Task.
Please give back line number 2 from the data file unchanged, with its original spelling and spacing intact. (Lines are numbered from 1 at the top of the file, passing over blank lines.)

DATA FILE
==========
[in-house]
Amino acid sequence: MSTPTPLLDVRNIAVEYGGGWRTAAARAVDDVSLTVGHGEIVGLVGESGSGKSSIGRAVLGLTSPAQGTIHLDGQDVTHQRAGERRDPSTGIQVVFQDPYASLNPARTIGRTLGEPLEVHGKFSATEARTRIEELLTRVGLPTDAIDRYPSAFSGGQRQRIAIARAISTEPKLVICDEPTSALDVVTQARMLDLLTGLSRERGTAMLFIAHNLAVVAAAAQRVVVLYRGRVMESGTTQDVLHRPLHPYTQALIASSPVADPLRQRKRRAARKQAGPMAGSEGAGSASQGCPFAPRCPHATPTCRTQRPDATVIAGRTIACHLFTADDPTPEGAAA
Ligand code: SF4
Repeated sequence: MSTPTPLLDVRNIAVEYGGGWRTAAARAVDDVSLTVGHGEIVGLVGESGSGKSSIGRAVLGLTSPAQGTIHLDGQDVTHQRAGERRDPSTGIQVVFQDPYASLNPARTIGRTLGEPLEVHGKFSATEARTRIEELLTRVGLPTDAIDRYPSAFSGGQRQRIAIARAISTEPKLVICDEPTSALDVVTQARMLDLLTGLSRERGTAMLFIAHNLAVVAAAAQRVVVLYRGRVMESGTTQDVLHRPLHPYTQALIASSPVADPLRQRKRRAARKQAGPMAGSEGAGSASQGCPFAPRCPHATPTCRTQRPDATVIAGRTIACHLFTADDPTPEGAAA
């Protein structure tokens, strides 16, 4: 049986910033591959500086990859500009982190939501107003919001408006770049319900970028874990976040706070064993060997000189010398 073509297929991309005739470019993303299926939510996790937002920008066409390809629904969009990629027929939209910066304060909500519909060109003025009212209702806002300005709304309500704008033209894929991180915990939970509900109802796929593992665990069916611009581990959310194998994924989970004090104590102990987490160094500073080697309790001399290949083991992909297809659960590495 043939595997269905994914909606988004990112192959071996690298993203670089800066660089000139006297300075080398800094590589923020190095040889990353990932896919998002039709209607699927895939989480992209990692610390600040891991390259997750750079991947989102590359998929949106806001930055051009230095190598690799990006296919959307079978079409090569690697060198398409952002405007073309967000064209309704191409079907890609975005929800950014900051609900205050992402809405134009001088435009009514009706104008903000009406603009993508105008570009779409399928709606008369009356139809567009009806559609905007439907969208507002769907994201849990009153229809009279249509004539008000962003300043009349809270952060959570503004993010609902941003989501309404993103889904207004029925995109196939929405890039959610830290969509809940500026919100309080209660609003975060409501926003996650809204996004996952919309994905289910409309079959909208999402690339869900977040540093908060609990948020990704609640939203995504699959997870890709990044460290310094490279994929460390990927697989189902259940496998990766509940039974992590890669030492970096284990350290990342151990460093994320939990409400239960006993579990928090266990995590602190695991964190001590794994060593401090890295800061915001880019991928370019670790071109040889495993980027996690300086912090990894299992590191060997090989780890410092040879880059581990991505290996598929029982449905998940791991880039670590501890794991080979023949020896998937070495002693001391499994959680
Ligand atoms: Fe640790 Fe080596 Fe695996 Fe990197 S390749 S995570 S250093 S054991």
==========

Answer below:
Amino acid sequence: MSTPTPLLDVRNIAVEYGGGWRTAAARAVDDVSLTVGHGEIVGLVGESGSGKSSIGRAVLGLTSPAQGTIHLDGQDVTHQRAGERRDPSTGIQVVFQDPYASLNPARTIGRTLGEPLEVHGKFSATEARTRIEELLTRVGLPTDAIDRYPSAFSGGQRQRIAIARAISTEPKLVICDEPTSALDVVTQARMLDLLTGLSRERGTAMLFIAHNLAVVAAAAQRVVVLYRGRVMESGTTQDVLHRPLHPYTQALIASSPVADPLRQRKRRAARKQAGPMAGSEGAGSASQGCPFAPRCPHATPTCRTQRPDATVIAGRTIACHLFTADDPTPEGAAA